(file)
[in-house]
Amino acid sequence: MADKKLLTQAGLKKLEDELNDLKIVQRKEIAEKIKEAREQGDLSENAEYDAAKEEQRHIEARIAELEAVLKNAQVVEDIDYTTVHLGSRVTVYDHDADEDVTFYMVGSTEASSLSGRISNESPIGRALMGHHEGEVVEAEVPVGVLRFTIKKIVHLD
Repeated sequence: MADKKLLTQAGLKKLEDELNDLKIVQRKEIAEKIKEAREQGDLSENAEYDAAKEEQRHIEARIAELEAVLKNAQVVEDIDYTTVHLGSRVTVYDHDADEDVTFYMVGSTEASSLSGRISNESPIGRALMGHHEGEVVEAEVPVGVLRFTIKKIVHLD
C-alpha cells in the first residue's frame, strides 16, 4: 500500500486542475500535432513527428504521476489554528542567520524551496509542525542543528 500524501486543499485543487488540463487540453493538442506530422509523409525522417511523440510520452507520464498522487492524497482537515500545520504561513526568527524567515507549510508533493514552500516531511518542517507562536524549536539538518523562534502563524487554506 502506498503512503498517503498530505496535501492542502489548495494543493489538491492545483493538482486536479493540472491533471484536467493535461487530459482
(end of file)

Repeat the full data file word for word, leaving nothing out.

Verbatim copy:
[in-house]
Amino acid sequence: MADKKLLTQAGLKKLEDELNDLKIVQRKEIAEKIKEAREQGDLSENAEYDAAKEEQRHIEARIAELEAVLKNAQVVEDIDYTTVHLGSRVTVYDHDADEDVTFYMVGSTEASSLSGRISNESPIGRALMGHHEGEVVEAEVPVGVLRFTIKKIVHLD
Repeated sequence: MADKKLLTQAGLKKLEDELNDLKIVQRKEIAEKIKEAREQGDLSENAEYDAAKEEQRHIEARIAELEAVLKNAQVVEDIDYTTVHLGSRVTVYDHDADEDVTFYMVGSTEASSLSGRISNESPIGRALMGHHEGEVVEAEVPVGVLRFTIKKIVHLD
C-alpha cells in the first residue's frame, strides 16, 4: 500500500486542475500535432513527428504521476489554528542567520524551496509542525542543528 500524501486543499485543487488540463487540453493538442506530422509523409525522417511523440510520452507520464498522487492524497482537515500545520504561513526568527524567515507549510508533493514552500516531511518542517507562536524549536539538518523562534502563524487554506 502506498503512503498517503498530505496535501492542502489548495494543493489538491492545483493538482486536479493540472491533471484536467493535461487530459482